In these days of unfiltered social media, alternative facts and fake news, Canadians could be forgiven for believing that Canada is running out of trees; that large-scale deforestation is taking place in our own backyard; and that every time the paper industry wants to make a new box or carton, it just grabs and chainsaw and heads for the forest.

None of these claims is true.

 And contrary to popular belief, the act of chopping down a tree does not qualify as deforestation. Nor is the stark image of an ugly clearcut, proof that it has taken place. When paper unfortunately ends up in landfill, it doesn’t automatically mean that fresh trees must be leveled to replace it.

Several common myths, false claims, exaggerations, sloppy reporting, omissions of fact, and just plain ignorance of forestry practices and paper production in Canada, are all laid bare in my newly published book, Deforestation in Canada and Other Fake News.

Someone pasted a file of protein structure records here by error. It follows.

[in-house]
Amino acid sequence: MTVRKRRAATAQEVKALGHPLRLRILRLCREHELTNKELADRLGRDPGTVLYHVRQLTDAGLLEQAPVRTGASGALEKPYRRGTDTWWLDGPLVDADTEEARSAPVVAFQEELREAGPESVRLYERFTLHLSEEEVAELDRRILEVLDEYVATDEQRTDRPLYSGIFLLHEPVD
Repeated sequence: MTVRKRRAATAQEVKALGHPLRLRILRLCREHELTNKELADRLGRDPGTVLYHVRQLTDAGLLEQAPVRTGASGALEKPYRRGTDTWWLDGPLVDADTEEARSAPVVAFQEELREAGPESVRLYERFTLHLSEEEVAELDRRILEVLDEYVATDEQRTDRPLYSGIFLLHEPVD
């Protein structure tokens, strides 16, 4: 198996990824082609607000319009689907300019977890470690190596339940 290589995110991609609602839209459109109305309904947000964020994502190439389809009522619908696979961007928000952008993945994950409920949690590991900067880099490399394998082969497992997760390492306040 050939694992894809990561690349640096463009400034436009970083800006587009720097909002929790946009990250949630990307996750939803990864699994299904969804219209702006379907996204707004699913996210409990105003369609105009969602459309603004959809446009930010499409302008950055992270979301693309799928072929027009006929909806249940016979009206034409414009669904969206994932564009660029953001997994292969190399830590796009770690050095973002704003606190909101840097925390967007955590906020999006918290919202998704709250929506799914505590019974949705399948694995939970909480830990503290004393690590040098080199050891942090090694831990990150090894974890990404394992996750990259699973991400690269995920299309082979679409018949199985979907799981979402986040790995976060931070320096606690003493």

It examines the national and international data and concludes that claims about massive deforestation in Canada are nonsense; that our deforestation rate has been declining steadily; that we are doing a far better job than most other countries; and perhaps surprising to many Canadians, that forestry is not the major cause.

This is not to say that deforestation and degradation of the world’s forests are not very serious global issues. They are. But the focus here is on Canada and the facts on the ground here. And those facts include knowing something about who owns and controls Canada’s forests; the impact of natural disturbances such as insects, disease and fire; how much forest is logged; and what happens to it afterwards.

To get your own copy of my book click here